Opener: As students enter the room, they will immediately pick up and begin working on the opener. Please see my instructional strategy clip for how openers work in my classroom (Instructional Strategy - Process for openers). This method of working and going over the opener lends itself to allow students to construct viable arguments and critique the reasoning of others, which is mathematical practice 3.
Learning Target: After completion of the opener, I will address the day’s learning targets to the students. In today’s lesson, the intended target is, “I can add and subtract linear expressions.” Students will jot the learning target down in their agendas (our version of a student planner, there is a place to write the learning target for every day).
Add and Subtract Linear Expressions Notes: Today’s topic builds off of yesterday’s lesson on combining like terms. Therefore, to start today’s lesson, I am going to address how to make these problems look just like the ones we did in the previous lesson, by going over a few notes. For addition, I will show the students that we can just drop the parenthesis and combine like terms. For subtraction, there is an added step, but it is just as easy! I will ask students to tell me what we did when we subtracted integers – we added the opposite – which is exactly what we will do here. I am going to have the students change the subtraction sign to addition, and then change the sign of each term to its opposite, drop parenthesis and combine like terms. Students will need to pay close attention to precision, so that they are combining terms correctly (mathematical practice 6). I will model a couple of problems by thinking aloud and bringing students into the conversation. What operation is this? What should I do? What are my like terms? After a couple of examples, I will do one additional example by lining up the expressions vertically. For some students, this is an easier way to organize the like terms, as adding and subtracting vertically is a natural flow from how they were originally taught to add and subtract.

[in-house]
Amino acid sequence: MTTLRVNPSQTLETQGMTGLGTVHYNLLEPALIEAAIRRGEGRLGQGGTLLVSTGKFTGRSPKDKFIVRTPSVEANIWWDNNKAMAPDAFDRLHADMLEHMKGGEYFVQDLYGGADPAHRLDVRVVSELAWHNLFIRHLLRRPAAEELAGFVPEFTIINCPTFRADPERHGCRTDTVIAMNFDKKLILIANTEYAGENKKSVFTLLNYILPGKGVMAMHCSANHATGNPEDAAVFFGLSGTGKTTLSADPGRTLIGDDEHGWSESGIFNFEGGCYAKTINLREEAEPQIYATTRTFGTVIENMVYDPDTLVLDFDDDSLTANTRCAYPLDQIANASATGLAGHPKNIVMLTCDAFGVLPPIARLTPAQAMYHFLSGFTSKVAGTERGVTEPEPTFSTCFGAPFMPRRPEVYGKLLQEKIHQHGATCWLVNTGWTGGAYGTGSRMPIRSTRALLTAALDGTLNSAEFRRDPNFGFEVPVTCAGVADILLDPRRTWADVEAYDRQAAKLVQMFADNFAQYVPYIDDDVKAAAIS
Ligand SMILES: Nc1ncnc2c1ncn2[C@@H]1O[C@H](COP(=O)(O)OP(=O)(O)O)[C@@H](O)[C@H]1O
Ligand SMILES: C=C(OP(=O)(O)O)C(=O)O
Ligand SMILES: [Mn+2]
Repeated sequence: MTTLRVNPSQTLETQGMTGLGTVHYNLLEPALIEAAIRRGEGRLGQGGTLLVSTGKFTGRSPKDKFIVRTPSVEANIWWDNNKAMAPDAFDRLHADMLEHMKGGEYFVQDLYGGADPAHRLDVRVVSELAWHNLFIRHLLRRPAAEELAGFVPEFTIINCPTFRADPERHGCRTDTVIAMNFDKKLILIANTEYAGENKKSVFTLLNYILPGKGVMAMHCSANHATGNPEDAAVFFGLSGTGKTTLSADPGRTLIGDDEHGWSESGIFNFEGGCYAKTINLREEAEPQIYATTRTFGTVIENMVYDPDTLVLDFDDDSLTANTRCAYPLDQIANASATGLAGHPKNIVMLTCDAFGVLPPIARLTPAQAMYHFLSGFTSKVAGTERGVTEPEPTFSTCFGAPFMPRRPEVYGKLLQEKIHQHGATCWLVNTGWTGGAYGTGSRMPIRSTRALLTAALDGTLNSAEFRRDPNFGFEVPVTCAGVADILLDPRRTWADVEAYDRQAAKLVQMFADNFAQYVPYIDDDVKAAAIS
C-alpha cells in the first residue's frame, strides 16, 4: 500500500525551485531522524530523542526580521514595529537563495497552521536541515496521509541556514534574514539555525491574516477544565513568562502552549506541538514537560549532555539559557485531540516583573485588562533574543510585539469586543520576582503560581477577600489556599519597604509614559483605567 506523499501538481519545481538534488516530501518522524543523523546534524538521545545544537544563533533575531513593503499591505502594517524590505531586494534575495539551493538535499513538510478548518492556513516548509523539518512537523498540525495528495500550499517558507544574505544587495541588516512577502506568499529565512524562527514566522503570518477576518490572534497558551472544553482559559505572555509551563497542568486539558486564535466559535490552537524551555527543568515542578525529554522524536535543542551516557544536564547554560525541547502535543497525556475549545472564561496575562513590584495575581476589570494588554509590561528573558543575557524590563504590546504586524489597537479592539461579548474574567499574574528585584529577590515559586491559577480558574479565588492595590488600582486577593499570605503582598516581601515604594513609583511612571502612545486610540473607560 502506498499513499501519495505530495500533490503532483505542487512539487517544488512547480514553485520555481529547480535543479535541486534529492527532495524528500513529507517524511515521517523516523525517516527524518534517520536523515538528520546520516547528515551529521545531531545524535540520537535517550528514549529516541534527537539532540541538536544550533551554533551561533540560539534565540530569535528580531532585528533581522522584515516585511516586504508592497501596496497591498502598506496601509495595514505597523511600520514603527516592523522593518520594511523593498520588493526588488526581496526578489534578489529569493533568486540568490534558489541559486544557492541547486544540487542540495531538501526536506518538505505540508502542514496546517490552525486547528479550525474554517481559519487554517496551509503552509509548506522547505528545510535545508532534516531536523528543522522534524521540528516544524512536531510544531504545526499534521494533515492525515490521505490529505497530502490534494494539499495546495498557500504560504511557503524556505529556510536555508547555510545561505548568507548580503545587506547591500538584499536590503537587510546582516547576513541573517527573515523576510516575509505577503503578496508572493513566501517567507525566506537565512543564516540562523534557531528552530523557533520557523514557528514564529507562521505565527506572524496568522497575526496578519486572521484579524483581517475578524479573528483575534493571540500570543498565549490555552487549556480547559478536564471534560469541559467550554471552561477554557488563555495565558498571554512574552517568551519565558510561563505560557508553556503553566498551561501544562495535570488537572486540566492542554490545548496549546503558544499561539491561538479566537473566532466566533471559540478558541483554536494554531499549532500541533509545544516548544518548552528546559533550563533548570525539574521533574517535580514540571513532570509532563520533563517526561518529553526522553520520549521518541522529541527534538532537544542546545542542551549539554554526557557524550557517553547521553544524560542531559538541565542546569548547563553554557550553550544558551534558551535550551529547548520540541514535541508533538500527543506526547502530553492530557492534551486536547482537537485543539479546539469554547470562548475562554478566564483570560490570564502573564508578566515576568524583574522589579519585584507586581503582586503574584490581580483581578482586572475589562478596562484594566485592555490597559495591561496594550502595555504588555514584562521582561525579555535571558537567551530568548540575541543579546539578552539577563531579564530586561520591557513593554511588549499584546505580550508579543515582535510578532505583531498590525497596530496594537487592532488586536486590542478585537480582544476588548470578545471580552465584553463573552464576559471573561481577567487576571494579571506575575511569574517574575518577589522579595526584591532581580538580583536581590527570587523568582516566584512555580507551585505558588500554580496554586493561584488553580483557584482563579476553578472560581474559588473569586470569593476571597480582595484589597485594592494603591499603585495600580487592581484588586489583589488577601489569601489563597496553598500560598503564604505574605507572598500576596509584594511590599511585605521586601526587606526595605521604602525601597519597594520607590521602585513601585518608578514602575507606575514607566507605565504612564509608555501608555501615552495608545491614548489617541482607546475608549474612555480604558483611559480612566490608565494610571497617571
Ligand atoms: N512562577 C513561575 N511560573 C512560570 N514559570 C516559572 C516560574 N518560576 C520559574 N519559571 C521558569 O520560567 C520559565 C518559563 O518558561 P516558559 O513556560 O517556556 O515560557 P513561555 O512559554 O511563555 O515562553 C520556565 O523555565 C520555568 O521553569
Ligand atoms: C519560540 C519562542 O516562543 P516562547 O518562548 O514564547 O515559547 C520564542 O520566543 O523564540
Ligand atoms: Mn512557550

Table Practice: With their tables, students are going to work on 6 example problems. We have done 3 together as a class, so I am going to ask that students work and struggle (persevering with problem solving mathematical practice 1) as a group to come up with the correct answers. Students know that I will help them if they really need it, but I feel like they will have a better understanding if they work through it and figure it out for themselves. As groups wrap up the last problem, I will call on reps from 6 different tables to work out the problems – showing their work and explaining their reasoning.